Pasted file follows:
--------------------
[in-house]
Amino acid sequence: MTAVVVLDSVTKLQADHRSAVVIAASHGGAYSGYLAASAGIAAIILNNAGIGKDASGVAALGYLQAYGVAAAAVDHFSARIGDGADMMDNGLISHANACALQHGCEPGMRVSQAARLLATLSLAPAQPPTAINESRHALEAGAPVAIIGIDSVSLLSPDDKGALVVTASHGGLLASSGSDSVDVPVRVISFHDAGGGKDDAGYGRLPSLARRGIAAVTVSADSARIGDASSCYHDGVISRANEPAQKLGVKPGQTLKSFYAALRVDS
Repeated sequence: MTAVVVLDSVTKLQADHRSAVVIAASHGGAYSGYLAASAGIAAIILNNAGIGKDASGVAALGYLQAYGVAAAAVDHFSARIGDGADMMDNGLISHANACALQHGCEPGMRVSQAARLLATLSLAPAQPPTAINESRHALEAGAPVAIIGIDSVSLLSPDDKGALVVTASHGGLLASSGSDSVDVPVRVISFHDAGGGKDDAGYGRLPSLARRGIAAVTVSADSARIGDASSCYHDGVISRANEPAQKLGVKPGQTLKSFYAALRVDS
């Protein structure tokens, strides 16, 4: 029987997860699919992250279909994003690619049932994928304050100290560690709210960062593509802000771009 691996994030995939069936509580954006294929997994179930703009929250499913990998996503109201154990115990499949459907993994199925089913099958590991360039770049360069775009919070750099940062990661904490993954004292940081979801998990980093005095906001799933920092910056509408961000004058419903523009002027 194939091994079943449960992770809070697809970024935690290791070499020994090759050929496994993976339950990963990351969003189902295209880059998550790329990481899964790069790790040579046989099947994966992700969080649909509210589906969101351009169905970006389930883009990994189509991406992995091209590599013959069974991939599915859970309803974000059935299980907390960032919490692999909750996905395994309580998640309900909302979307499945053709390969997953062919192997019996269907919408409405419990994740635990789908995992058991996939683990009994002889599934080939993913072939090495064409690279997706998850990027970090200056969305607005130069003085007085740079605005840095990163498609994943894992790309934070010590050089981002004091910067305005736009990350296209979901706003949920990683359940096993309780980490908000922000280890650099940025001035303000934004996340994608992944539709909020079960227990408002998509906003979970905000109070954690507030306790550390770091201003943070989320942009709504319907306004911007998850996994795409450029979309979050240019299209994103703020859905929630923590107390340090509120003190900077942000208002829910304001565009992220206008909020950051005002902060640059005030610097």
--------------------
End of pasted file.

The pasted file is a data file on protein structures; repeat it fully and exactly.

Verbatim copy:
[in-house]
Amino acid sequence: MTAVVVLDSVTKLQADHRSAVVIAASHGGAYSGYLAASAGIAAIILNNAGIGKDASGVAALGYLQAYGVAAAAVDHFSARIGDGADMMDNGLISHANACALQHGCEPGMRVSQAARLLATLSLAPAQPPTAINESRHALEAGAPVAIIGIDSVSLLSPDDKGALVVTASHGGLLASSGSDSVDVPVRVISFHDAGGGKDDAGYGRLPSLARRGIAAVTVSADSARIGDASSCYHDGVISRANEPAQKLGVKPGQTLKSFYAALRVDS
Repeated sequence: MTAVVVLDSVTKLQADHRSAVVIAASHGGAYSGYLAASAGIAAIILNNAGIGKDASGVAALGYLQAYGVAAAAVDHFSARIGDGADMMDNGLISHANACALQHGCEPGMRVSQAARLLATLSLAPAQPPTAINESRHALEAGAPVAIIGIDSVSLLSPDDKGALVVTASHGGLLASSGSDSVDVPVRVISFHDAGGGKDDAGYGRLPSLARRGIAAVTVSADSARIGDASSCYHDGVISRANEPAQKLGVKPGQTLKSFYAALRVDS
């Protein structure tokens, strides 16, 4: 029987997860699919992250279909994003690619049932994928304050100290560690709210960062593509802000771009 691996994030995939069936509580954006294929997994179930703009929250499913990998996503109201154990115990499949459907993994199925089913099958590991360039770049360069775009919070750099940062990661904490993954004292940081979801998990980093005095906001799933920092910056509408961000004058419903523009002027 194939091994079943449960992770809070697809970024935690290791070499020994090759050929496994993976339950990963990351969003189902295209880059998550790329990481899964790069790790040579046989099947994966992700969080649909509210589906969101351009169905970006389930883009990994189509991406992995091209590599013959069974991939599915859970309803974000059935299980907390960032919490692999909750996905395994309580998640309900909302979307499945053709390969997953062919192997019996269907919408409405419990994740635990789908995992058991996939683990009994002889599934080939993913072939090495064409690279997706998850990027970090200056969305607005130069003085007085740079605005840095990163498609994943894992790309934070010590050089981002004091910067305005736009990350296209979901706003949920990683359940096993309780980490908000922000280890650099940025001035303000934004996340994608992944539709909020079960227990408002998509906003979970905000109070954690507030306790550390770091201003943070989320942009709504319907306004911007998850996994795409450029979309979050240019299209994103703020859905929630923590107390340090509120003190900077942000208002829910304001565009992220206008909020950051005002902060640059005030610097």